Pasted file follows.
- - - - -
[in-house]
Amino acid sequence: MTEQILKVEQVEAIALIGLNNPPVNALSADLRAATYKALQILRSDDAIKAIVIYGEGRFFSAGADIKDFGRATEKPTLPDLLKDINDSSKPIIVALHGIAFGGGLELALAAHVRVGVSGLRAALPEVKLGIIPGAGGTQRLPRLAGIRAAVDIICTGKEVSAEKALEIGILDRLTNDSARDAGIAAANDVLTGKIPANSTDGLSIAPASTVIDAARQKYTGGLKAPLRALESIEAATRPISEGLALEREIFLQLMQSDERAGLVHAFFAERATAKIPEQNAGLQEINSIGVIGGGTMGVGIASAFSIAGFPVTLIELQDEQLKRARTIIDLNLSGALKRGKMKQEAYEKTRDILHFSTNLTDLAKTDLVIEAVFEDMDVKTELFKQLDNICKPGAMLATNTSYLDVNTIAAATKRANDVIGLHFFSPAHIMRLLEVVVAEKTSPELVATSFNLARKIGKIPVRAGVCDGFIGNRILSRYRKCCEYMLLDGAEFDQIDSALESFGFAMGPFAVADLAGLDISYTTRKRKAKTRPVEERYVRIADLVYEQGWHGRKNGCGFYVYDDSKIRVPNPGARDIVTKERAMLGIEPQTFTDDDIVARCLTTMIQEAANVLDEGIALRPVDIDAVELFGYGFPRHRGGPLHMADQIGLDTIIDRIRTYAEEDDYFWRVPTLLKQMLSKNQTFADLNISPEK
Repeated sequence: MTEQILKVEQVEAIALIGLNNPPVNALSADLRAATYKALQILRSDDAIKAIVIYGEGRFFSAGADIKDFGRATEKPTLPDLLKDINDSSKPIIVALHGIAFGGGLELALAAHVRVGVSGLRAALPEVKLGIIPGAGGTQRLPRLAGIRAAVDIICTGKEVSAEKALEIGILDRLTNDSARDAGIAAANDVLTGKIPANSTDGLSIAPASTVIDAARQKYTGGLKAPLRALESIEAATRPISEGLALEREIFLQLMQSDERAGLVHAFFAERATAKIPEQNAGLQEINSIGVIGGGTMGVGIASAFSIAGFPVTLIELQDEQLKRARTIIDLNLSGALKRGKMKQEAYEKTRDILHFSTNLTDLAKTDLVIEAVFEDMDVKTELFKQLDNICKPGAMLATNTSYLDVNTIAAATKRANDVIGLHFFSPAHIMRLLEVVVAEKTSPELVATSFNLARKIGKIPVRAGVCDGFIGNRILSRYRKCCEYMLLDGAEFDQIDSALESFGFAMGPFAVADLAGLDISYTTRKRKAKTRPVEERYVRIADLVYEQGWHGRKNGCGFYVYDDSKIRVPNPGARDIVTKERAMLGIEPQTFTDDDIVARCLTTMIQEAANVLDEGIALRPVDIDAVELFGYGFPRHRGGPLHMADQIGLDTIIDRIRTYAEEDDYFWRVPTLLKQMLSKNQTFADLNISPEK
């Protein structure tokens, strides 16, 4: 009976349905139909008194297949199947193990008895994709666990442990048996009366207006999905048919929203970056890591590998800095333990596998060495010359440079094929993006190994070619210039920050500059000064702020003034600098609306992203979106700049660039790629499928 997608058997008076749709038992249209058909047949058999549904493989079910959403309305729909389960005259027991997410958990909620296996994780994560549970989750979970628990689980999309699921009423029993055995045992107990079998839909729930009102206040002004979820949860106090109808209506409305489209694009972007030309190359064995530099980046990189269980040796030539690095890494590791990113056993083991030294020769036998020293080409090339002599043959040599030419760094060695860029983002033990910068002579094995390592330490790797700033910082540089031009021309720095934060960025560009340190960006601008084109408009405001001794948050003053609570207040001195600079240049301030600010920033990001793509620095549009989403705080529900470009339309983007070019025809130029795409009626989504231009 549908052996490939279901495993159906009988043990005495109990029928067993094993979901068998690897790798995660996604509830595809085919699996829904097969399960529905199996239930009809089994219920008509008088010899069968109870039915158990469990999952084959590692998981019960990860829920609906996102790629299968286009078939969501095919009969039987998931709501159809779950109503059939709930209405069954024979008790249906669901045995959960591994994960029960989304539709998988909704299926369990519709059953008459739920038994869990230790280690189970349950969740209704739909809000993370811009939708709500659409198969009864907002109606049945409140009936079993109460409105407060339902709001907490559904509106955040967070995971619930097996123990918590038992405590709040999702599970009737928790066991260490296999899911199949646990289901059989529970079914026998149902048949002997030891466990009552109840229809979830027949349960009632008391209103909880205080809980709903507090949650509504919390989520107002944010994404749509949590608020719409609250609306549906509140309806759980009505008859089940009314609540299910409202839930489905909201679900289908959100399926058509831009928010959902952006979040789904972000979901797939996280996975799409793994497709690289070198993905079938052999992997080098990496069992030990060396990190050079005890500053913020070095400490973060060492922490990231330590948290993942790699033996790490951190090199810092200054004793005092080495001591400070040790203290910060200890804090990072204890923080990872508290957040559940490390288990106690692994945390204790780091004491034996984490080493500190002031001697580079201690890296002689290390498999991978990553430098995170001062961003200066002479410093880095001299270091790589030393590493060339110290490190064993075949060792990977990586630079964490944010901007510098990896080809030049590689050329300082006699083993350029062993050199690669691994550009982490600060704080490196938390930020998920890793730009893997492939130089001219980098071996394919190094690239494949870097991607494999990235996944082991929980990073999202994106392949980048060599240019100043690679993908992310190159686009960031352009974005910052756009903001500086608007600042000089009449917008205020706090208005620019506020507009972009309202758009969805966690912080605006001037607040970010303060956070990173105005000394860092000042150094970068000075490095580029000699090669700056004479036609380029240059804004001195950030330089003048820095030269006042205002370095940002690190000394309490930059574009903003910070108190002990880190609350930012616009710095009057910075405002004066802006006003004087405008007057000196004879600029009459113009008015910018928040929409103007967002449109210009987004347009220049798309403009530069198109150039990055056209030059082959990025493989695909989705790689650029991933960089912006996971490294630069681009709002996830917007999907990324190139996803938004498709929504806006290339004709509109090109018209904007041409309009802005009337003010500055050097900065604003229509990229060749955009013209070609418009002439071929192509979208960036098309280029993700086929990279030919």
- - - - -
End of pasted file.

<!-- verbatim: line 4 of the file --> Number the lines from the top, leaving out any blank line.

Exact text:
């Protein structure tokens, strides 16, 4: 009976349905139909008194297949199947193990008895994709666990442990048996009366207006999905048919929203970056890591590998800095333990596998060495010359440079094929993006190994070619210039920050500059000064702020003034600098609306992203979106700049660039790629499928 997608058997008076749709038992249209058909047949058999549904493989079910959403309305729909389960005259027991997410958990909620296996994780994560549970989750979970628990689980999309699921009423029993055995045992107990079998839909729930009102206040002004979820949860106090109808209506409305489209694009972007030309190359064995530099980046990189269980040796030539690095890494590791990113056993083991030294020769036998020293080409090339002599043959040599030419760094060695860029983002033990910068002579094995390592330490790797700033910082540089031009021309720095934060960025560009340190960006601008084109408009405001001794948050003053609570207040001195600079240049301030600010920033990001793509620095549009989403705080529900470009339309983007070019025809130029795409009626989504231009 549908052996490939279901495993159906009988043990005495109990029928067993094993979901068998690897790798995660996604509830595809085919699996829904097969399960529905199996239930009809089994219920008509008088010899069968109870039915158990469990999952084959590692998981019960990860829920609906996102790629299968286009078939969501095919009969039987998931709501159809779950109503059939709930209405069954024979008790249906669901045995959960591994994960029960989304539709998988909704299926369990519709059953008459739920038994869990230790280690189970349950969740209704739909809000993370811009939708709500659409198969009864907002109606049945409140009936079993109460409105407060339902709001907490559904509106955040967070995971619930097996123990918590038992405590709040999702599970009737928790066991260490296999899911199949646990289901059989529970079914026998149902048949002997030891466990009552109840229809979830027949349960009632008391209103909880205080809980709903507090949650509504919390989520107002944010994404749509949590608020719409609250609306549906509140309806759980009505008859089940009314609540299910409202839930489905909201679900289908959100399926058509831009928010959902952006979040789904972000979901797939996280996975799409793994497709690289070198993905079938052999992997080098990496069992030990060396990190050079005890500053913020070095400490973060060492922490990231330590948290993942790699033996790490951190090199810092200054004793005092080495001591400070040790203290910060200890804090990072204890923080990872508290957040559940490390288990106690692994945390204790780091004491034996984490080493500190002031001697580079201690890296002689290390498999991978990553430098995170001062961003200066002479410093880095001299270091790589030393590493060339110290490190064993075949060792990977990586630079964490944010901007510098990896080809030049590689050329300082006699083993350029062993050199690669691994550009982490600060704080490196938390930020998920890793730009893997492939130089001219980098071996394919190094690239494949870097991607494999990235996944082991929980990073999202994106392949980048060599240019100043690679993908992310190159686009960031352009974005910052756009903001500086608007600042000089009449917008205020706090208005620019506020507009972009309202758009969805966690912080605006001037607040970010303060956070990173105005000394860092000042150094970068000075490095580029000699090669700056004479036609380029240059804004001195950030330089003048820095030269006042205002370095940002690190000394309490930059574009903003910070108190002990880190609350930012616009710095009057910075405002004066802006006003004087405008007057000196004879600029009459113009008015910018928040929409103007967002449109210009987004347009220049798309403009530069198109150039990055056209030059082959990025493989695909989705790689650029991933960089912006996971490294630069681009709002996830917007999907990324190139996803938004498709929504806006290339004709509109090109018209904007041409309009802005009337003010500055050097900065604003229509990229060749955009013209070609418009002439071929192509979208960036098309280029993700086929990279030919």